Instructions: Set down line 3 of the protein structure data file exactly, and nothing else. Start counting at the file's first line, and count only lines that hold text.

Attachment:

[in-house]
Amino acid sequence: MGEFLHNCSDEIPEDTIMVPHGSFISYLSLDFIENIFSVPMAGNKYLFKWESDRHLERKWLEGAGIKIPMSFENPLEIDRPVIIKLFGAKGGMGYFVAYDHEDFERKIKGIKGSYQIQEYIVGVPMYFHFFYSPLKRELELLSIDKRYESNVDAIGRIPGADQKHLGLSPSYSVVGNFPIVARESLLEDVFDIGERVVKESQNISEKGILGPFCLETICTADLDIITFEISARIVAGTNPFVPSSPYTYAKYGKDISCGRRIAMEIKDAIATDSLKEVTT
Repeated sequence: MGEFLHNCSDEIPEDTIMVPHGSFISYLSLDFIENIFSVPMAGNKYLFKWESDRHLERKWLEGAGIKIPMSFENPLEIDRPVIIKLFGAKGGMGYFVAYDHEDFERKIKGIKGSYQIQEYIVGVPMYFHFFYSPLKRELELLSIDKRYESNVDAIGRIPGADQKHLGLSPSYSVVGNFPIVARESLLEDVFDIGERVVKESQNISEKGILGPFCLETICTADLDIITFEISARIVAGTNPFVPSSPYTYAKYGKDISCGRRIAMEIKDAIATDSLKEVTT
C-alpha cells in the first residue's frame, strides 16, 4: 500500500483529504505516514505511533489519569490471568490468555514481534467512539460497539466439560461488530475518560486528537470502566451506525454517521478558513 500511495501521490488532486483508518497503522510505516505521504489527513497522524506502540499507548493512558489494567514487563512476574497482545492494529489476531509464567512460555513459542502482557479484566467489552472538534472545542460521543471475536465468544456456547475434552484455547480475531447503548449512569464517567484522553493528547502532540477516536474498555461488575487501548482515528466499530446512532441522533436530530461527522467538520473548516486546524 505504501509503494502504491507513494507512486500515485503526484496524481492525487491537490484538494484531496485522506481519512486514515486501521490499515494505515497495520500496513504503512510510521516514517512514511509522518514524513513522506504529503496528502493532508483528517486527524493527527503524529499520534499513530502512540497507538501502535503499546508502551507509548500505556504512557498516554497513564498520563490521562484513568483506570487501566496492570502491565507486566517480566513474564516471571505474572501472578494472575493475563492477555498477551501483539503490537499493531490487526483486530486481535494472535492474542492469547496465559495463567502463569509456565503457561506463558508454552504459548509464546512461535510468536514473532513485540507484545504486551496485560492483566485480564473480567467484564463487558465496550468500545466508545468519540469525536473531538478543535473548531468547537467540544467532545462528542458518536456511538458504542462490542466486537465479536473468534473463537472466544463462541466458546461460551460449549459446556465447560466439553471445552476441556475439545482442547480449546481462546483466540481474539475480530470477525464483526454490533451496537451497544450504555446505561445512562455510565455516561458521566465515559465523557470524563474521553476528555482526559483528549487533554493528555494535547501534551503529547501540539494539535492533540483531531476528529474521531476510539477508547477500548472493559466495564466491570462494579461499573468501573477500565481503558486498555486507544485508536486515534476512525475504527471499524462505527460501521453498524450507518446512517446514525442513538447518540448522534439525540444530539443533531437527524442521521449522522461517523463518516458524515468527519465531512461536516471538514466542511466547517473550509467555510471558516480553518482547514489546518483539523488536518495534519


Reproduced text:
Repeated sequence: MGEFLHNCSDEIPEDTIMVPHGSFISYLSLDFIENIFSVPMAGNKYLFKWESDRHLERKWLEGAGIKIPMSFENPLEIDRPVIIKLFGAKGGMGYFVAYDHEDFERKIKGIKGSYQIQEYIVGVPMYFHFFYSPLKRELELLSIDKRYESNVDAIGRIPGADQKHLGLSPSYSVVGNFPIVARESLLEDVFDIGERVVKESQNISEKGILGPFCLETICTADLDIITFEISARIVAGTNPFVPSSPYTYAKYGKDISCGRRIAMEIKDAIATDSLKEVTT